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Thread: Small Cell Hive

  1. #21
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    Default Re: Small Cell Hive

    Not to mention you've got more bees. A small-cell frame has roughly 22% more cells/frame. (If i remember from when I actually did the calculation).

    (I do recall that an 8-frame small cell box has roughly 5% more cells than it's 10-frame large cell counterpart).

  2. #22
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    Default Re: Small Cell Hive

    Yes that's something I have been thinking about, the queen will have to lay a lot more eggs, to make the same biomass of bees.
    44 years, been commercial, outfits up to 4000 hives, now 120 hives and 200 nucs as a hobby, selling bees. T (mostly).

  3. #23
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    Default Re: Small Cell Hive

    Perhaps breeding a queen that lays one honking big egg would be the way to go!
    Regards, Barry

  4. #24
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    Default Re: Small Cell Hive

    After keeping bees For almost FORTY years, 33 of those commercially, I STAND BY MY COMMENT. And sorry if the truth hurts. Go ahead experiment. Four university studies are out there for you to read. Why did I post-to give another opinion that might make a new and future beekeeper think about what the options are. I will go with the cargo planes any day--they haul more with less trips. TK

  5. #25
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    Default Re: Small Cell Hive

    "Since we have made the statement that size of brood cell alone is not sufficient to produce a much larger worker bee, we must consider the fact that the crucial test for the commercial use of enlarged foundation is greater honey production. While this experiment should be a strong indication toward that end, the exact relation of this increase in the size of adult worker bees to a greater yield of honey has yet to be proved. During the past four years, we have been conducting an experiment in a commercial yard with from fifteen to twenty colonies containing brood combs constructed from each size of foundation, making an apiary of sixty colonies maximum. To date we have not been able to find any significant increase in the honey production due to the use of enlarged cell foundation. This experiment is still being continued in a location more favorable for honeyflows and we expect to have some definite results in the near future."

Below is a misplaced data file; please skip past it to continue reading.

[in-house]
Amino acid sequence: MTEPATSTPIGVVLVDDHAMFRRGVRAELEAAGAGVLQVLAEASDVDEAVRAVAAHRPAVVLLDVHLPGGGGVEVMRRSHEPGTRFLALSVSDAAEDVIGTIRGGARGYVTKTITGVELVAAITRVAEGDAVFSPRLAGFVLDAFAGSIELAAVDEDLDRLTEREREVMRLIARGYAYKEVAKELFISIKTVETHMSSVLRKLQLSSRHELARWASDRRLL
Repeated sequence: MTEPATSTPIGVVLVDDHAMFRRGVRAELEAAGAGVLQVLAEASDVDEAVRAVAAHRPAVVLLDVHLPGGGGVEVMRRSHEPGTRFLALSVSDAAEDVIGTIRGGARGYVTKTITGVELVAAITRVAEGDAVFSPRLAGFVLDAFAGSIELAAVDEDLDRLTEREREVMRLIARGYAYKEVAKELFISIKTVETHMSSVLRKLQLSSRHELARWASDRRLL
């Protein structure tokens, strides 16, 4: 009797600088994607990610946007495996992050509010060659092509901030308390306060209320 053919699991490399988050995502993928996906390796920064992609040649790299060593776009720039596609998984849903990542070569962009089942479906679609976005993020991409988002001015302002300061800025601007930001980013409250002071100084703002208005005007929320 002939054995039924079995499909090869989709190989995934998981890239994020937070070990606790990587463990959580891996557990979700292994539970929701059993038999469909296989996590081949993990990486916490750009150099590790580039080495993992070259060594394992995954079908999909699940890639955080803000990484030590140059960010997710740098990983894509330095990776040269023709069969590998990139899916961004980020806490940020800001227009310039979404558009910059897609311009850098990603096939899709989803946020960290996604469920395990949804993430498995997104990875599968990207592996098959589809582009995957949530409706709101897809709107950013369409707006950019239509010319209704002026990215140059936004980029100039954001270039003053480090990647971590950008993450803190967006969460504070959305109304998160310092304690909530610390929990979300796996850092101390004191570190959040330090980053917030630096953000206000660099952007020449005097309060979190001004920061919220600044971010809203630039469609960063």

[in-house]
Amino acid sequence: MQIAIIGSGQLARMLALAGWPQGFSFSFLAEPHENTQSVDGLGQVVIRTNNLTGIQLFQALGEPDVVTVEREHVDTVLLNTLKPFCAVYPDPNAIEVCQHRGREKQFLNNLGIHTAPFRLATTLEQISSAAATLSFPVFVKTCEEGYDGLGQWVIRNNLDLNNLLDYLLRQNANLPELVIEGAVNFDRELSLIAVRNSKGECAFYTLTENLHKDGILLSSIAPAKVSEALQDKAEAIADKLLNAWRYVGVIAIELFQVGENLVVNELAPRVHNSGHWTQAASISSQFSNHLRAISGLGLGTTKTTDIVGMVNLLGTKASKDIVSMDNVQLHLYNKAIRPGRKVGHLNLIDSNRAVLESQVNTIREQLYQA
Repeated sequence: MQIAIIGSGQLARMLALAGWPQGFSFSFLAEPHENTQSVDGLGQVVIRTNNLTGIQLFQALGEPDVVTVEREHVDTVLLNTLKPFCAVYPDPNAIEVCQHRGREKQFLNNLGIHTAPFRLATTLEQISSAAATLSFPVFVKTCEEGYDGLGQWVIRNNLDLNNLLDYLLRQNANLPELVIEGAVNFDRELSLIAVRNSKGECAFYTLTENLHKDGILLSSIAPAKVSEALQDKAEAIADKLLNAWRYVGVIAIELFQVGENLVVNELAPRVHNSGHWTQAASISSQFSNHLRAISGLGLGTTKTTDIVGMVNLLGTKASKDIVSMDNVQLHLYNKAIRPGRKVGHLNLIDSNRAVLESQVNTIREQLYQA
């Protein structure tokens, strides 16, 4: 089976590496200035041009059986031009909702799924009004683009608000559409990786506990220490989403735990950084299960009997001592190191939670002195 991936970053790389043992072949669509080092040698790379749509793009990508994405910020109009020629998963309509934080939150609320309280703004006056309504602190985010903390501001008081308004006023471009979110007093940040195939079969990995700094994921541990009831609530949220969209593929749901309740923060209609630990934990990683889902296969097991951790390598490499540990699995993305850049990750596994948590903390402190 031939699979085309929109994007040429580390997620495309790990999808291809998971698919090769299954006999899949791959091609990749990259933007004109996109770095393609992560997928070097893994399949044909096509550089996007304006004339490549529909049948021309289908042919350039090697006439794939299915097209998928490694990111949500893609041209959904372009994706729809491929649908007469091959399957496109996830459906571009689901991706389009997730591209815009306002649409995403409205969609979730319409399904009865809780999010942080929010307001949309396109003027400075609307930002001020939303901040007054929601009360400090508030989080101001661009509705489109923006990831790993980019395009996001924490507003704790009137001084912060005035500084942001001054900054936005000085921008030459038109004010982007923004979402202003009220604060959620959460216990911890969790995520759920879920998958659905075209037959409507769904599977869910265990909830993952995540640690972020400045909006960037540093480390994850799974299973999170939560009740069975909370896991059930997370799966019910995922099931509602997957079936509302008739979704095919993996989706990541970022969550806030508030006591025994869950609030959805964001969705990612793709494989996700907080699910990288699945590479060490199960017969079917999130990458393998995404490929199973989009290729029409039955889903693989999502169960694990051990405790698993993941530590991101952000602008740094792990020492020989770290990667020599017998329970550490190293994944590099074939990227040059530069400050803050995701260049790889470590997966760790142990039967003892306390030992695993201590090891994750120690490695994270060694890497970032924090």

http://www.beesource.com/point-of-vi...he-worker-bee/
    Regards, Barry

  6. #26
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    Default Re: Small Cell Hive

    My hives produced about 100lbs of honey/ year with large cell.

    They produce about 100lbs of honey/ year with small cell.

    I see no real difference.



    I went from about 20% overwinter losses w/ large cell to about 10% winter losses with small-cell AND 8-frame.


    Don't know why, maybe I'm a better beekeeper now. I'm sticking with what works.

  7. #27
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    Default Re: Small Cell Hive

    Quote Originally Posted by Ted Kretschmann View Post
    I will go with the cargo planes any day--they haul more with less trips. TK
    Ah, but if you have more smaller planes making the trips, I see no advantage. The payload in a day is the same.
    Regards, Barry

  8. #28
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    Default Re: Small Cell Hive

    Quote Originally Posted by Ted Kretschmann View Post
    I will go with the cargo planes any day--they haul more with less trips. TK
    If God wanted us to have cargo planes, he wouldn't have given us all those little Cessnas so many thousands of years ago. It was humans that decided big cargo planes were more efficient than the smaller Cessna.

    WAyne

  9. #29